We sometimes imagine – and this really is purely imagination – that the saints were perfect, sinless, infallible, faultless and mistake free. But to disabuse ourselves of such imaginary saints, we need only think about the real lives of saints as presented in the Scriptures. God truly loved and favored Abraham, Sarah, Moses, David and St. Paul, but their lives include serious misdeeds and sins. Sanctity consists not of sinlessness but of a willingness to repent, not of a mistake free existence but of a willingness to serve God.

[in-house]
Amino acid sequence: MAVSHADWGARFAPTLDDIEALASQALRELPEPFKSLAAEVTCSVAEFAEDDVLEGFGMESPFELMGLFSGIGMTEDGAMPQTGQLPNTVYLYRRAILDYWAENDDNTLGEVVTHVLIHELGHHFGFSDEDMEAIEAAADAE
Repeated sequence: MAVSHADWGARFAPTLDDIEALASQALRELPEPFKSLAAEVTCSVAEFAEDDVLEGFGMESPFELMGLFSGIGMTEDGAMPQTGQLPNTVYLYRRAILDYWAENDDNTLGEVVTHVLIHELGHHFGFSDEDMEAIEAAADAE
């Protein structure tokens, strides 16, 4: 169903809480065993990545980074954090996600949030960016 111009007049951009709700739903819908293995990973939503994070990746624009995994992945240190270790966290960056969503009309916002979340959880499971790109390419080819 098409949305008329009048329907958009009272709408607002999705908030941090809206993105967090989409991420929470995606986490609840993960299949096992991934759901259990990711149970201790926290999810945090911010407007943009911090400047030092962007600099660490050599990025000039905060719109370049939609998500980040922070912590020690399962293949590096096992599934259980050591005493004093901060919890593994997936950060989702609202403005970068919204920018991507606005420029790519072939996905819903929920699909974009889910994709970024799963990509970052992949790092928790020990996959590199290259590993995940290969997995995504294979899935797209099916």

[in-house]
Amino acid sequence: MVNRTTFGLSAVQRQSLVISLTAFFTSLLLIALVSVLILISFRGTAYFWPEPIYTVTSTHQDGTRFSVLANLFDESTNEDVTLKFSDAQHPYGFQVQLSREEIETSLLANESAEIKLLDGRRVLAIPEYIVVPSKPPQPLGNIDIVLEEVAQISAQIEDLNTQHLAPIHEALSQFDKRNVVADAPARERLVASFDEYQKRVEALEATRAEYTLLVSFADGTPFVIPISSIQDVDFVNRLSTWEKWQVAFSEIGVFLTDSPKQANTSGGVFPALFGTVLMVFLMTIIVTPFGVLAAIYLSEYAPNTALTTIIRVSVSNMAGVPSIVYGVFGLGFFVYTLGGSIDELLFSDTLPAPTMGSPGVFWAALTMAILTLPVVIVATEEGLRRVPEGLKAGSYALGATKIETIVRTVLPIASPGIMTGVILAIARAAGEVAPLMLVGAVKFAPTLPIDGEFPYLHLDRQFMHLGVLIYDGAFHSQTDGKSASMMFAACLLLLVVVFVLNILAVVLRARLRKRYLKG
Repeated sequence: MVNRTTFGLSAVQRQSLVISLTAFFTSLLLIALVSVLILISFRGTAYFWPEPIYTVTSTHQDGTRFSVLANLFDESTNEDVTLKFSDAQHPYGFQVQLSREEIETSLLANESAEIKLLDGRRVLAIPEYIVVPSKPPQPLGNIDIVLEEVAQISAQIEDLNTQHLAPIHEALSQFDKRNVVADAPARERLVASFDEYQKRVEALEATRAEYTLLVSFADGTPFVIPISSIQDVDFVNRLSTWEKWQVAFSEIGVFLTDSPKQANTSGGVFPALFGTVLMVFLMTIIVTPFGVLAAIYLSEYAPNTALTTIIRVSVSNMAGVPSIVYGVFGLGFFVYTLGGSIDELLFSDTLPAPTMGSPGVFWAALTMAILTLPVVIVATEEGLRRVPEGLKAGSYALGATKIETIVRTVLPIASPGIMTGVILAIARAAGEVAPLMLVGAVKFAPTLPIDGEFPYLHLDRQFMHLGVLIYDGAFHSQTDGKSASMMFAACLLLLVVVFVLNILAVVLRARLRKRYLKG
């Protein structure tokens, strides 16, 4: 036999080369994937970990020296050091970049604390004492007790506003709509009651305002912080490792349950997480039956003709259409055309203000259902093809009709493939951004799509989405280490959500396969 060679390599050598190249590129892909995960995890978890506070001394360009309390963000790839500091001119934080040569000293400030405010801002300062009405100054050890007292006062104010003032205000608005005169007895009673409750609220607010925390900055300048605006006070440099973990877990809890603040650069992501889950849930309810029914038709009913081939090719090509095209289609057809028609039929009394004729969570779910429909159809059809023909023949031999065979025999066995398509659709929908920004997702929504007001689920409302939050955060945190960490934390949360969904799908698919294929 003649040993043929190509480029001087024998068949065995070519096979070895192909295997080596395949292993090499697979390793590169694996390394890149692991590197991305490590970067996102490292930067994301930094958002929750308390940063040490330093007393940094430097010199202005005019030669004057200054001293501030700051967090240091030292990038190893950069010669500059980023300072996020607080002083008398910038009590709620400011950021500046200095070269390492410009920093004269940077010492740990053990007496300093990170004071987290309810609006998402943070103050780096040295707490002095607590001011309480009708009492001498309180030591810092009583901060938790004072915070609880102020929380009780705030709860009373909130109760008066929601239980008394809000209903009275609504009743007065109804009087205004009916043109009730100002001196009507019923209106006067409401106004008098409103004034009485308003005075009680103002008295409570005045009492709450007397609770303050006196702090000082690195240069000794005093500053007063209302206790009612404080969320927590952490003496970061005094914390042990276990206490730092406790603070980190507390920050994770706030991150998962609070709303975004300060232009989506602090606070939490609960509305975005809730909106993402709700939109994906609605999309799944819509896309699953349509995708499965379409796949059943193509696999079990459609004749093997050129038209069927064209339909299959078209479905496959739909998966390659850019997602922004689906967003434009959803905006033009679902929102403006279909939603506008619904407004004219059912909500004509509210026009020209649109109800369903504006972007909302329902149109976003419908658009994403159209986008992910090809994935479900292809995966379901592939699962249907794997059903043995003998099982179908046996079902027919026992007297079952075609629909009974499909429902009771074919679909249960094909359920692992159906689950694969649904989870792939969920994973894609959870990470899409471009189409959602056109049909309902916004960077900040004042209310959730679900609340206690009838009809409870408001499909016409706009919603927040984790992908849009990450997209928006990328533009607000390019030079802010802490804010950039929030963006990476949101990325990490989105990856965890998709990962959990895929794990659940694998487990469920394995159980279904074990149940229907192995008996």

“A Christianity reduced to morality, to norms, is impossible to practice because not one of Christ’s commandments is fulfilled without love for Christ. ‘If you love Me, you will keep My commandments (John 14:15). There is a kind of moral person with a passion for cleanliness, who runs to confession because for him any little spot is unbearable, just as it is unbearable for any well-dressed man of the world. But this is not repentance; it is closer to a feeling of human decency. But one can’t say about a saint, ‘He was a thoroughly decent person.’ A saint is thirsty not for ‘decency,’ not for cleanliness, and not for absence of sin, but for unity with God. He does not live interested in himself (the introspection of a clean fellow), but in God.” (Alexander Schmemann, The Journals of Alexander Schmemann, pgs.300-301)